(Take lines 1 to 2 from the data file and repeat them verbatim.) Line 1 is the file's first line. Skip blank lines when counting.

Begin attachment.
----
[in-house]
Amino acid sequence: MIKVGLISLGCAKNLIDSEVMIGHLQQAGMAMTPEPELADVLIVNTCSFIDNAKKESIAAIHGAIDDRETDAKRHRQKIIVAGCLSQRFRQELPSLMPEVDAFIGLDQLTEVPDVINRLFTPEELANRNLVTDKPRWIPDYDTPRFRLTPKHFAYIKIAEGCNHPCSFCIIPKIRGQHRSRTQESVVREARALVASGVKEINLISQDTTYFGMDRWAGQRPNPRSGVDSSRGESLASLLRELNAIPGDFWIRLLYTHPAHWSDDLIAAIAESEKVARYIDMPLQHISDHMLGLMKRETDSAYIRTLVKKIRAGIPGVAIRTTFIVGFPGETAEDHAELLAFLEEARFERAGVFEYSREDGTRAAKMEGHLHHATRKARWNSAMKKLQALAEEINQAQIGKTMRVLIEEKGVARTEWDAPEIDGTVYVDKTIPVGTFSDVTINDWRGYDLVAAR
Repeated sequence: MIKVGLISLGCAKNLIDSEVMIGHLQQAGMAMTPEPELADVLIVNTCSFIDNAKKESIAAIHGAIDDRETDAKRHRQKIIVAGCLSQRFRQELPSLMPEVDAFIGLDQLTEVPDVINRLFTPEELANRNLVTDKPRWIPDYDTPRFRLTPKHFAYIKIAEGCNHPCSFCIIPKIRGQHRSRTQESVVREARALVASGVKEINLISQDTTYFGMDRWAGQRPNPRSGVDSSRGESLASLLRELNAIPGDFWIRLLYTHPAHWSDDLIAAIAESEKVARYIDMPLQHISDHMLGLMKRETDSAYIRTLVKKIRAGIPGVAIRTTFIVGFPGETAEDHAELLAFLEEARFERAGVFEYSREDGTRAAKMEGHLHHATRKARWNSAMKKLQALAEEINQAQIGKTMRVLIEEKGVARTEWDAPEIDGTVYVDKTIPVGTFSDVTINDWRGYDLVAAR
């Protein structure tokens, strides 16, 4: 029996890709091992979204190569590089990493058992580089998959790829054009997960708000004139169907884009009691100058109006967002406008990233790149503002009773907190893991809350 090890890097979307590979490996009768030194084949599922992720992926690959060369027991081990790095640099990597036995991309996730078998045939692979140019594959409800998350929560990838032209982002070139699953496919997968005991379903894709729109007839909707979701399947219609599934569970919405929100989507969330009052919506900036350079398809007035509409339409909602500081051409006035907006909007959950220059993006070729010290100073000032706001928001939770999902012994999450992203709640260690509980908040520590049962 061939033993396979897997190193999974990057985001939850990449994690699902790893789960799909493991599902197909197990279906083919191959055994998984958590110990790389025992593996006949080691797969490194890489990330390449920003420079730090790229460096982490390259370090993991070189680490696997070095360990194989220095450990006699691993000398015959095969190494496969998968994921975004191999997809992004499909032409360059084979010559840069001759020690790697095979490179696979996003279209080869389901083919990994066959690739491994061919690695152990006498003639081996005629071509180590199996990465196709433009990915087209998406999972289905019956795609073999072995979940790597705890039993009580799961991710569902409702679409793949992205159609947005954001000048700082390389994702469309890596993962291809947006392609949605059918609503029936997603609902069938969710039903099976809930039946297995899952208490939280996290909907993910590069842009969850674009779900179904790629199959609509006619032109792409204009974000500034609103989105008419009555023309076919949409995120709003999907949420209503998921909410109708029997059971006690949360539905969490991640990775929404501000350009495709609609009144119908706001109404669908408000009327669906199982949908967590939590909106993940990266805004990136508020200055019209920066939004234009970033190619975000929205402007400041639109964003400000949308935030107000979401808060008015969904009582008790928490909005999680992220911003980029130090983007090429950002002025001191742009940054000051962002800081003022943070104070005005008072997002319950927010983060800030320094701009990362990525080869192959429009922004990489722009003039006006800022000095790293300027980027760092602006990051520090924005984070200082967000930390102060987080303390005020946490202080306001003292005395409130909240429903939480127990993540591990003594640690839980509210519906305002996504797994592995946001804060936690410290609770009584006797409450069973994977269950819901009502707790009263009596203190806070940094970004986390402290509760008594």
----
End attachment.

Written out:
[in-house]
Amino acid sequence: MIKVGLISLGCAKNLIDSEVMIGHLQQAGMAMTPEPELADVLIVNTCSFIDNAKKESIAAIHGAIDDRETDAKRHRQKIIVAGCLSQRFRQELPSLMPEVDAFIGLDQLTEVPDVINRLFTPEELANRNLVTDKPRWIPDYDTPRFRLTPKHFAYIKIAEGCNHPCSFCIIPKIRGQHRSRTQESVVREARALVASGVKEINLISQDTTYFGMDRWAGQRPNPRSGVDSSRGESLASLLRELNAIPGDFWIRLLYTHPAHWSDDLIAAIAESEKVARYIDMPLQHISDHMLGLMKRETDSAYIRTLVKKIRAGIPGVAIRTTFIVGFPGETAEDHAELLAFLEEARFERAGVFEYSREDGTRAAKMEGHLHHATRKARWNSAMKKLQALAEEINQAQIGKTMRVLIEEKGVARTEWDAPEIDGTVYVDKTIPVGTFSDVTINDWRGYDLVAAR